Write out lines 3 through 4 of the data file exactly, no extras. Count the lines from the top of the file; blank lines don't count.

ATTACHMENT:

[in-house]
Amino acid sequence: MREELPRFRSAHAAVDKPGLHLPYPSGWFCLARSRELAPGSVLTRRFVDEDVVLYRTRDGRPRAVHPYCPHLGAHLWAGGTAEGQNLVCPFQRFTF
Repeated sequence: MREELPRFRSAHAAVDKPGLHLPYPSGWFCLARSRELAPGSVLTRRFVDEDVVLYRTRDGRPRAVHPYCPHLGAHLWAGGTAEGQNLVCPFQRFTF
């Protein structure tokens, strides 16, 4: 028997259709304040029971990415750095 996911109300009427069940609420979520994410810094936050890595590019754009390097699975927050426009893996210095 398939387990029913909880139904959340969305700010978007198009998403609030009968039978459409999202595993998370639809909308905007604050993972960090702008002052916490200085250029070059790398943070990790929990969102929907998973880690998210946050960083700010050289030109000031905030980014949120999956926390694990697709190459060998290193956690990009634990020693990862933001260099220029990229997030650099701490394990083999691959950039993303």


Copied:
Repeated sequence: MREELPRFRSAHAAVDKPGLHLPYPSGWFCLARSRELAPGSVLTRRFVDEDVVLYRTRDGRPRAVHPYCPHLGAHLWAGGTAEGQNLVCPFQRFTF
């Protein structure tokens, strides 16, 4: 028997259709304040029971990415750095 996911109300009427069940609420979520994410810094936050890595590019754009390097699975927050426009893996210095 398939387990029913909880139904959340969305700010978007198009998403609030009968039978459409999202595993998370639809909308905007604050993972960090702008002052916490200085250029070059790398943070990790929990969102929907998973880690998210946050960083700010050289030109000031905030980014949120999956926390694990697709190459060998290193956690990009634990020693990862933001260099220029990229997030650099701490394990083999691959950039993303």